I’m spending the month of July in Prague, Czech Republic studying abroad. My goal is to write one of these a week for the month that I’m here, but if you want a better day-to-day look at our time in Prague, check out Claire’s blog. She’s way better about keeping up with blogging than I am.
If you just want to see all the pretty pictures I take on my trip, check out my Prague Flickr set.
Yesterday marked the halfway point in my adventure in Prague. It sounds cliché, but I honestly can’t believe our trip is halfway over. The past two weeks have absolutely flown by.
On Monday we headed to Plzeň, Czech Republic to do some sightseeing and visit the Pilsner Urquell Brewery. After a minor fiasco in which our 20+ person group accidentally stumbled into an ongoing funeral service while trying to tour the church in the main Plzeň square, we climbed to the top of the Plzeň tower for an awesome view of the city.
Next up was a short tour of the massive 14th century tunnel system that runs under the city. The tunnels were used as a place to store goods and assisted in fortifying the city for hundreds of years. Today, the tunnels have been converted into a sort of underground medieval museum. There were a number of very, very old artifacts from on display.
Our last stop was a tour of the massive Pilsner Urquell Brewery. Pilsner Urquell was first brewed in Plzeň (hence the name) in 1842, and it was the first pilsner beer ever brewed. Pilsner has served as the foundation of just about every beer you’ve ever had since (around 90% of beer in the world is pilsner based). Pilsner Urquell is also by far the most popular beer in the Czech Republic. The tour was quite cool. Even though some of the process is automated by machines today, much of it remains almost exactly the same as it was in the 19th century. At the end of the tour we even got a sample of pure, fresh brewed Pilsner Urquell, straight out of the wooden barrels, before it was pasteurized and bottled.
BOHEMIA JAZZ FEST
On Wednesday evening, Mike, Riley and I headed to Prague’s Old Town Square for the Bohemia Jazz Fest (and some amazing skewered chicken). My knowledge of jazz music pretty much only goes as far as ‘that stuff that plays in the background at Starbucks’, but I was genuinely surprised at how cool it was. We caught the last band of the evening, Medeski, Martin and Wood. I fully expected a couple hours of elevator music, but it was just three American guys jamming out. It was definitely one of the highlights of my trip so far.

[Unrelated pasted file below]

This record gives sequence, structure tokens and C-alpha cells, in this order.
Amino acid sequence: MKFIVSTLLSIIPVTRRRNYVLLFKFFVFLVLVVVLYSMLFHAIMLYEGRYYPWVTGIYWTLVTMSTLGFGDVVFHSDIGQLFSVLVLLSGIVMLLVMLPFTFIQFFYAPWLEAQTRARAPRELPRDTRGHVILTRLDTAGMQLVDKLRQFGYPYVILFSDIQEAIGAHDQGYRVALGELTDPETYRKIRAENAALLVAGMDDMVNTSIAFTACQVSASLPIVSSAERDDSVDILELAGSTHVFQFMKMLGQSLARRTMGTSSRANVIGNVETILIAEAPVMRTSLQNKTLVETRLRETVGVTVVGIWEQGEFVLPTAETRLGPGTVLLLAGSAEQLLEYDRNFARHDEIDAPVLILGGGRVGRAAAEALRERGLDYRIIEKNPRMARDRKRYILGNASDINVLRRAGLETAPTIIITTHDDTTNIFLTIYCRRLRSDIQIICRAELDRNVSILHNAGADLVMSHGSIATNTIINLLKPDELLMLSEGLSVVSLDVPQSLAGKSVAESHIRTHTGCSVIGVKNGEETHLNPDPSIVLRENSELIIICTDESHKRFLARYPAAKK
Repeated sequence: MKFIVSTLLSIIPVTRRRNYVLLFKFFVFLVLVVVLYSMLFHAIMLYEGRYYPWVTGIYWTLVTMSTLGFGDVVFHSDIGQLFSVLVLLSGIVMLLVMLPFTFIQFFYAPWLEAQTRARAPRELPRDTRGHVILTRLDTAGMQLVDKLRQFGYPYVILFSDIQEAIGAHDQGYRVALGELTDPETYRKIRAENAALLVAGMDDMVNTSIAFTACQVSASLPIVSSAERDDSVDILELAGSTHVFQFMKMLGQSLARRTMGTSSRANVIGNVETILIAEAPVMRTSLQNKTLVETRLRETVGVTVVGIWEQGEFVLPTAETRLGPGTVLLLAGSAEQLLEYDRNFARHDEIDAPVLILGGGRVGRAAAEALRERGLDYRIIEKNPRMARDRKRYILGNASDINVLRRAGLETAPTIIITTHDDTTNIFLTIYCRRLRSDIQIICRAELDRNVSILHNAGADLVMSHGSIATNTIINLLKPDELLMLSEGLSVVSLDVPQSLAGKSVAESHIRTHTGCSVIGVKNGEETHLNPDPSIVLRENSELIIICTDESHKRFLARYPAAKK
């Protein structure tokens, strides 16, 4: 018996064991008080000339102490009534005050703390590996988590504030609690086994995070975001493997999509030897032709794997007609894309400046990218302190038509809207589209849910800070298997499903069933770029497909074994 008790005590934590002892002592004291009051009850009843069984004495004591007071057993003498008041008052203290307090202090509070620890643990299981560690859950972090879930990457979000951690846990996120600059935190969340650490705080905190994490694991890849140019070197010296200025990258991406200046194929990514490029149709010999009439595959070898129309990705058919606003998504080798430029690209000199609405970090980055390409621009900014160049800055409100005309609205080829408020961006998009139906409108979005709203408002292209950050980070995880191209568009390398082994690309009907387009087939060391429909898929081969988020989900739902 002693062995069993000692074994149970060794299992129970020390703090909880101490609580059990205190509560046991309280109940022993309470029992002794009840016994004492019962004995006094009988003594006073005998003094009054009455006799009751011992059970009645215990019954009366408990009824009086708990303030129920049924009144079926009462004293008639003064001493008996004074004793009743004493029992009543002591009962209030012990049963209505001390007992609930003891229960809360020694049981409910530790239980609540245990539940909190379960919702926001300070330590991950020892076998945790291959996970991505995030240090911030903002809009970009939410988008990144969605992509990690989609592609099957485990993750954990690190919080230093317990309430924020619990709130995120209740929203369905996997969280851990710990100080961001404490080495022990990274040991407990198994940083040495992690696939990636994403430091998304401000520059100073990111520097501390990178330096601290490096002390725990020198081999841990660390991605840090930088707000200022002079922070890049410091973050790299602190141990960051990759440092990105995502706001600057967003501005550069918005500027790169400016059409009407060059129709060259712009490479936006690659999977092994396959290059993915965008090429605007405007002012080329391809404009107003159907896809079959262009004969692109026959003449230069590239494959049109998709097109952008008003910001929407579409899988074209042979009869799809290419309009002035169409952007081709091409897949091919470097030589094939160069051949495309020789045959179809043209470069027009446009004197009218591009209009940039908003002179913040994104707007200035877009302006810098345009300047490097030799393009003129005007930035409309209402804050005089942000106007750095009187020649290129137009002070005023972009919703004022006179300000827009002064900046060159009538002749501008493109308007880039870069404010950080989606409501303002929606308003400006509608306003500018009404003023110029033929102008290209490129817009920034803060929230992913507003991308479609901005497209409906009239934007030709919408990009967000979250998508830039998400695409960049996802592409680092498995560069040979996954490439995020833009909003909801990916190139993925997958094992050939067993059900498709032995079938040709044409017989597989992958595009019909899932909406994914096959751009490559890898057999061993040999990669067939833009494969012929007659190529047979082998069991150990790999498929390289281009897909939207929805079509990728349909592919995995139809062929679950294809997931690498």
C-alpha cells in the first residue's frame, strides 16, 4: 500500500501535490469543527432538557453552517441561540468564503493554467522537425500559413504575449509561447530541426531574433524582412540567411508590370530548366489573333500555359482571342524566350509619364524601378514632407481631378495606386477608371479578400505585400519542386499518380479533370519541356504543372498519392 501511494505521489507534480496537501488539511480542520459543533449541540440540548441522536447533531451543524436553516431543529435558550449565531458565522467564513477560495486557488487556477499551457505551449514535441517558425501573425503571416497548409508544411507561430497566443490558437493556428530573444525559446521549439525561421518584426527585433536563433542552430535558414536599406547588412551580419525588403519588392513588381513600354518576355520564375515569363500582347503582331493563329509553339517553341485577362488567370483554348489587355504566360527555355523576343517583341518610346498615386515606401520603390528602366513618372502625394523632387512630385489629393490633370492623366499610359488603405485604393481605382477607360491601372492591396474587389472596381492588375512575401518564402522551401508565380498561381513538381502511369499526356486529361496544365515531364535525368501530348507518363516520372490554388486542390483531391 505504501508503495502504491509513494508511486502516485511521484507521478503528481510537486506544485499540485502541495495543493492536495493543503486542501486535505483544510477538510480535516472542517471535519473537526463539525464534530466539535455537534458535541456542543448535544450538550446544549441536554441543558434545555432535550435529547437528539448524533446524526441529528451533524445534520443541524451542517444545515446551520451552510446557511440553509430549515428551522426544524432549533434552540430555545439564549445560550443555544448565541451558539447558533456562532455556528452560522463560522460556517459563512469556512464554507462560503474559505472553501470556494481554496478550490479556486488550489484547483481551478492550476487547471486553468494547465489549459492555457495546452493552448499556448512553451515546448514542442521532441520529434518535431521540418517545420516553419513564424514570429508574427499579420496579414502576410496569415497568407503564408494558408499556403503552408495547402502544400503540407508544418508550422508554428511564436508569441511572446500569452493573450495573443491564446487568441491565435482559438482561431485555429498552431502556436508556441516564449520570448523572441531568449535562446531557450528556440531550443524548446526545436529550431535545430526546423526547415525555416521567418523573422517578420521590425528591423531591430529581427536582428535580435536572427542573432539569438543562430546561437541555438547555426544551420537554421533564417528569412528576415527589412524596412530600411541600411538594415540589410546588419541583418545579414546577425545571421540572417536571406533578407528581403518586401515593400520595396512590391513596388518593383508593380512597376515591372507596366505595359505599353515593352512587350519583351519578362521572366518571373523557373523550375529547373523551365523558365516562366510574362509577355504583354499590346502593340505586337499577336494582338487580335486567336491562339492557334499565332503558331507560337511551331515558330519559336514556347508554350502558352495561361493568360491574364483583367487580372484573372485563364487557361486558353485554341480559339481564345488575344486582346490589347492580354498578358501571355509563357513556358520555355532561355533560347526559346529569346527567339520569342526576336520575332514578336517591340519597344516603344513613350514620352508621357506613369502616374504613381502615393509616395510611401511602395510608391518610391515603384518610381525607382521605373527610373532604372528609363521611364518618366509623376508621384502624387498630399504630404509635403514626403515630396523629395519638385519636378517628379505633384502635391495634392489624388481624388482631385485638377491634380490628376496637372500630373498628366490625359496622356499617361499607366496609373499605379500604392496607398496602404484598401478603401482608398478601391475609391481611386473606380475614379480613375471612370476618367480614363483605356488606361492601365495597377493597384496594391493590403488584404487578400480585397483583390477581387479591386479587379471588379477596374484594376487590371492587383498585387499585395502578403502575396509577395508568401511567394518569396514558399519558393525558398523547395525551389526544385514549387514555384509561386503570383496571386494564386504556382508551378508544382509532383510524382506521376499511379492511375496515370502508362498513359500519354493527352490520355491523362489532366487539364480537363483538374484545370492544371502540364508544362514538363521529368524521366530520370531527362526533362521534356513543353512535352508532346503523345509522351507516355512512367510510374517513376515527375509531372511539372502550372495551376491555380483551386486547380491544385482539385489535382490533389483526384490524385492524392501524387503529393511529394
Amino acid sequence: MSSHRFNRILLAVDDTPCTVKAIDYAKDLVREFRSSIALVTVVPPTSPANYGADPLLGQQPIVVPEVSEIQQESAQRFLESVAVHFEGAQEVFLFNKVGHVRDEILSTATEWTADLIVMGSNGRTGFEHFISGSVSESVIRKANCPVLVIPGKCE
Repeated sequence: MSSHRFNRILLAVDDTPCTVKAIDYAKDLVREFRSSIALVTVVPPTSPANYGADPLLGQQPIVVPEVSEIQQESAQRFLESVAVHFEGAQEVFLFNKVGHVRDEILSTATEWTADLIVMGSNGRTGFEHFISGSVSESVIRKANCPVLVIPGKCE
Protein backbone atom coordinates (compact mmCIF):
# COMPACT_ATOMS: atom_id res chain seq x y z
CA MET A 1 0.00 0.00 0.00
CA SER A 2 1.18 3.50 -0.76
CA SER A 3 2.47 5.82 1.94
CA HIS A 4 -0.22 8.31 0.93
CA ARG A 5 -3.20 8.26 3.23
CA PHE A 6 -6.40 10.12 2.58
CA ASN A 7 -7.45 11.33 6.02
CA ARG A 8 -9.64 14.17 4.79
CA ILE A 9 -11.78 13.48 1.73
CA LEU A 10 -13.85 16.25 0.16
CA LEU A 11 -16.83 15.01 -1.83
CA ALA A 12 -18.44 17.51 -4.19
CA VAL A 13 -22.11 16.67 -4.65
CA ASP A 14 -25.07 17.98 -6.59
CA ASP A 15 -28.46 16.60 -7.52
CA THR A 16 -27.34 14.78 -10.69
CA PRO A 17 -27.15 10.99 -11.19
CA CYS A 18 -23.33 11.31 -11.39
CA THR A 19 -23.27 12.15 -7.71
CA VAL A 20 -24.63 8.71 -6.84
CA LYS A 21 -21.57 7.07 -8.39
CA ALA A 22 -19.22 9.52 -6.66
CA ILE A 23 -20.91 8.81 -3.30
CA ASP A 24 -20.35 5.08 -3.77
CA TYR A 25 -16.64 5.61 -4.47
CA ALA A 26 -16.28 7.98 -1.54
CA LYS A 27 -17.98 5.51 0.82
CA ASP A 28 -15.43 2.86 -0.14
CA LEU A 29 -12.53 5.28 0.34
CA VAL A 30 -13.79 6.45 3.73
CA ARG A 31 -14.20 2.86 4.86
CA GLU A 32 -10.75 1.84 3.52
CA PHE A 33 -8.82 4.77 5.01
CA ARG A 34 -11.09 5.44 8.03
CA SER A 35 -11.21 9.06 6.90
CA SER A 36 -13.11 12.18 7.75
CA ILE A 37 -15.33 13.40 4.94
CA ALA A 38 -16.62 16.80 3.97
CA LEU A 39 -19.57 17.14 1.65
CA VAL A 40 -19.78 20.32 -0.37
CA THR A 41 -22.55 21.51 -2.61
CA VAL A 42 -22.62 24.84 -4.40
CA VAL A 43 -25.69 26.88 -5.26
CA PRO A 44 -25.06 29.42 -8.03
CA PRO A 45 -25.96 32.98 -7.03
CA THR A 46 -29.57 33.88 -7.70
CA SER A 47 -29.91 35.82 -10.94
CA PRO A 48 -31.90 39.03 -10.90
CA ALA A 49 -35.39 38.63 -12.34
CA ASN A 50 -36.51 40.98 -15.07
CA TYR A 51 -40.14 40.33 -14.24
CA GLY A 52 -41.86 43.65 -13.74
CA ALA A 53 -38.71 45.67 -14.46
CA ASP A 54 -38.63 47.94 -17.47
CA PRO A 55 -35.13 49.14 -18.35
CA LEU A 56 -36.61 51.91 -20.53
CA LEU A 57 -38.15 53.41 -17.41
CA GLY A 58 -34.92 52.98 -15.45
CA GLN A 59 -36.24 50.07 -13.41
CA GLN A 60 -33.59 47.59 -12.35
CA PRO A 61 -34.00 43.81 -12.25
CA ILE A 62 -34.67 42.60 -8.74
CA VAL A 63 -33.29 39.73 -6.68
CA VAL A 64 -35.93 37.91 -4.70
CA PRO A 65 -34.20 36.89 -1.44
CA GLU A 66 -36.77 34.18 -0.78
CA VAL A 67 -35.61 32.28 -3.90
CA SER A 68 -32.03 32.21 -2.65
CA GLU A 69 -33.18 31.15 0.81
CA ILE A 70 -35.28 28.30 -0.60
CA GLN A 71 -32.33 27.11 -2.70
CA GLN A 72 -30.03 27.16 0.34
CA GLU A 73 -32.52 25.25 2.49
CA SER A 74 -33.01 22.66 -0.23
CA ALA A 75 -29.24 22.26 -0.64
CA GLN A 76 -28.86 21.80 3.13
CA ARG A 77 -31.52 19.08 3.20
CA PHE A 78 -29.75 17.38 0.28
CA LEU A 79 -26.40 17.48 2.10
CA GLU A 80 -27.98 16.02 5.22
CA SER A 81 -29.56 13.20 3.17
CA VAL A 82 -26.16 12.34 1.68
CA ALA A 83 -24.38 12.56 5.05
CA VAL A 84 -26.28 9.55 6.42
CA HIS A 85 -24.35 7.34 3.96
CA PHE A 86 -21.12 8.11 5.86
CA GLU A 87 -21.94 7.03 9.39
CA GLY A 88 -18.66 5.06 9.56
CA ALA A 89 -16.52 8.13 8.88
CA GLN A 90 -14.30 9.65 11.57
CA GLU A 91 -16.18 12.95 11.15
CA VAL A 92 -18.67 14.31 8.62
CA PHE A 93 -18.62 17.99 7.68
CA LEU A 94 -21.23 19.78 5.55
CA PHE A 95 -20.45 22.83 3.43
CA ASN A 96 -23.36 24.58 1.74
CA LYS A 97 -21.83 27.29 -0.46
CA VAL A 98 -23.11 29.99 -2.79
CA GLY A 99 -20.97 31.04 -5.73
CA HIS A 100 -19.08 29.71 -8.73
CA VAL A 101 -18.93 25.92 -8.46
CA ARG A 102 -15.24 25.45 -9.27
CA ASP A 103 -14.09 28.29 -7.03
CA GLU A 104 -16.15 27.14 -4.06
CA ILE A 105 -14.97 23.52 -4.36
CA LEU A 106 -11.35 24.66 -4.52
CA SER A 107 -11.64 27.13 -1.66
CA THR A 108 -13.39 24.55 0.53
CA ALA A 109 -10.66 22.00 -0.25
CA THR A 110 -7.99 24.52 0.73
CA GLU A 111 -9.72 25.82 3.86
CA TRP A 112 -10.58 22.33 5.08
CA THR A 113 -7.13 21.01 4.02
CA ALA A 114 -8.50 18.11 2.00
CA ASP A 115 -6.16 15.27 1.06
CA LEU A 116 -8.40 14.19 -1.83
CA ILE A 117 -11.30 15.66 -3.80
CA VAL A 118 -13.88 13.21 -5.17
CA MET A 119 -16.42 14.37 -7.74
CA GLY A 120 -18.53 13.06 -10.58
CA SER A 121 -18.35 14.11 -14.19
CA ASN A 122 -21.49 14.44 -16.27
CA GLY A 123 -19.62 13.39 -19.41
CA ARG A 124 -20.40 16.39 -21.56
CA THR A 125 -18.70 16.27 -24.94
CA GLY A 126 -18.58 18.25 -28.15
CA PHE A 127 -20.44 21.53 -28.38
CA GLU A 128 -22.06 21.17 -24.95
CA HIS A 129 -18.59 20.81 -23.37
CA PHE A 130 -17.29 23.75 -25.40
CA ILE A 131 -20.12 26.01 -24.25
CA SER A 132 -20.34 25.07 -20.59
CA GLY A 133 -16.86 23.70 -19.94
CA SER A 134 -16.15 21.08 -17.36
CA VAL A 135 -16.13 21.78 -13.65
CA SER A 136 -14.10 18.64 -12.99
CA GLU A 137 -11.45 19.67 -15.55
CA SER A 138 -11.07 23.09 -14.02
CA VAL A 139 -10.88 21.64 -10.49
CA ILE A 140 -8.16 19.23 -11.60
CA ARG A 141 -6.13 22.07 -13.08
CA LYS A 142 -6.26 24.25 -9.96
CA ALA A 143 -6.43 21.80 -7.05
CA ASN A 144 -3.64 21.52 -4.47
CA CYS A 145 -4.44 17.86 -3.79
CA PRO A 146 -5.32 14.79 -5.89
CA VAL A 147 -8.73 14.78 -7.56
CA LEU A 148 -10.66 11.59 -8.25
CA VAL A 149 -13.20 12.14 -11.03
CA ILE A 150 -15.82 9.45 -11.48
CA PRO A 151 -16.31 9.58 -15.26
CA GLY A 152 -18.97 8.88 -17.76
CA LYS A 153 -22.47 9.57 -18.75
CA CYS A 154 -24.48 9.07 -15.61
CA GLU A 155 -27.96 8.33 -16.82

The rest of the week was dominated by our internship. We still had a ton of work to do before our campaigns and presentations were complete, so Tuesday, Wednesday and Thursday were spent almost entirely on working. On Friday we presented our campaigns to the client and McCann.
The internship as a whole was a great experience. It was exciting to work with a real client and a real ad agency on a real project. I loved the amount of creative freedom we had, and we got hands-on experience in a different culture that just isn’t possible in other internships. Though the time constraints made things challenging and a bit stressful, it was absolutely a project that I’m proud to say I was a part of.
With the internship out of the way, we had a lot more free time to go out and explore the city. On Saturday we visited a huge farmer’s market where I had what I can only describe as the best/fanciest/cheapest/freshest grilled cheese sandwich you can possibly imagine.
A few of us spent Sunday just wandering around the city and hitting the major sights we missed the first time around. We got an awesome view of the Old Town Square and the Prague skyline from the top of the astronomical clock.
I also may or may not have led us on a two hour walking adventure, in the wrong direction for an old Jewish cemetery, in which everybody blindly followed me because I may or may not have pretended like I knew exactly where I was going, and we may or may not have gotten very lost, and I may or may not have refused to stop and ask for directions out of pride (I’m a man!). In the end we made it to the cemetery, but we only got a quick peek over the fence because an old Jewish woman ran us off because we didn’t pay the absurd entry fee.
Afterwards we hung out on the Charles Bridge, sipping on beer and watching the street performers, and went on a paddleboat ride in the Vltava river under the bridge. We capped off Sunday with dinner at an italian restaurant with a beautiful view of the river.
Not a bad way to end an excellent week.